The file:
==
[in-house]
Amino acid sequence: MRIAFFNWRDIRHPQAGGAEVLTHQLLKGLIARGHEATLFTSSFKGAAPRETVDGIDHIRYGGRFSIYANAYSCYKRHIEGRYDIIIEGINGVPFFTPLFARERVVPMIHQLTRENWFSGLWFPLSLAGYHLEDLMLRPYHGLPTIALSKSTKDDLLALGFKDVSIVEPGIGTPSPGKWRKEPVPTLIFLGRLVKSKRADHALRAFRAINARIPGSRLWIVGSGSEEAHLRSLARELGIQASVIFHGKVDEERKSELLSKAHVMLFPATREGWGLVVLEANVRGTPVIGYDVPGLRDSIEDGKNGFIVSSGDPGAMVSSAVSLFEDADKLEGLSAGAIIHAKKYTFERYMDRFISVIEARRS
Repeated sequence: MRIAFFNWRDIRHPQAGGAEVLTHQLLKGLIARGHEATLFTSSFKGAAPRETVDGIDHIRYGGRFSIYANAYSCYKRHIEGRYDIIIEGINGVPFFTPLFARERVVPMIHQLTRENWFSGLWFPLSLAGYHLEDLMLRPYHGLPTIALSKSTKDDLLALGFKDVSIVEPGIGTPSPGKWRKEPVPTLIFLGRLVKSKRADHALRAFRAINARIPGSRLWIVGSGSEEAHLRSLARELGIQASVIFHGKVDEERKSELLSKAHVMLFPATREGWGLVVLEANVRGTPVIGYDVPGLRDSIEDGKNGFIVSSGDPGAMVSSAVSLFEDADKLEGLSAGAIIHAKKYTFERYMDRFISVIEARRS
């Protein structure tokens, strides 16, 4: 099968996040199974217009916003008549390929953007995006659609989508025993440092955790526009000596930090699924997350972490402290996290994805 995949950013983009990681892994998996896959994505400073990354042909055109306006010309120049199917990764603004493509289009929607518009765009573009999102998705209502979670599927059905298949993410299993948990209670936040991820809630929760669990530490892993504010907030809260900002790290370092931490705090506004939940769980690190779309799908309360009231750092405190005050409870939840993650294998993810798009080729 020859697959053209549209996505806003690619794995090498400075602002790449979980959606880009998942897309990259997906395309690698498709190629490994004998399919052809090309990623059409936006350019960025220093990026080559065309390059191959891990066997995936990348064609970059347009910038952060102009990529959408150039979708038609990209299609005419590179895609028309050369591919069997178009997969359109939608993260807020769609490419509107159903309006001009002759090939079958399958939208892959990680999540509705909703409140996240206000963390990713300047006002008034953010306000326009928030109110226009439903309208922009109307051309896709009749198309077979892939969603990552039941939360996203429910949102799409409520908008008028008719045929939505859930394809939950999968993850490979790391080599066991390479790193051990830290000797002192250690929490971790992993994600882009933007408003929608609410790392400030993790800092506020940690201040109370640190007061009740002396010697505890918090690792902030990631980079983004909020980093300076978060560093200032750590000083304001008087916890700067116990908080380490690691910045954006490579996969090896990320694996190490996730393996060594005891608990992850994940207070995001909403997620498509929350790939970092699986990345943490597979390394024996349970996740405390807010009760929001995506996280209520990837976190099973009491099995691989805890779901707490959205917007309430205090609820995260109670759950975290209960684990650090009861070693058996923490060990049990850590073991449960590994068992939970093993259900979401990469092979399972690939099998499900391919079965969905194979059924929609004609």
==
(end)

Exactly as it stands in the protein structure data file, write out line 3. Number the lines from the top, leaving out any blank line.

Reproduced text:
Repeated sequence: MRIAFFNWRDIRHPQAGGAEVLTHQLLKGLIARGHEATLFTSSFKGAAPRETVDGIDHIRYGGRFSIYANAYSCYKRHIEGRYDIIIEGINGVPFFTPLFARERVVPMIHQLTRENWFSGLWFPLSLAGYHLEDLMLRPYHGLPTIALSKSTKDDLLALGFKDVSIVEPGIGTPSPGKWRKEPVPTLIFLGRLVKSKRADHALRAFRAINARIPGSRLWIVGSGSEEAHLRSLARELGIQASVIFHGKVDEERKSELLSKAHVMLFPATREGWGLVVLEANVRGTPVIGYDVPGLRDSIEDGKNGFIVSSGDPGAMVSSAVSLFEDADKLEGLSAGAIIHAKKYTFERYMDRFISVIEARRS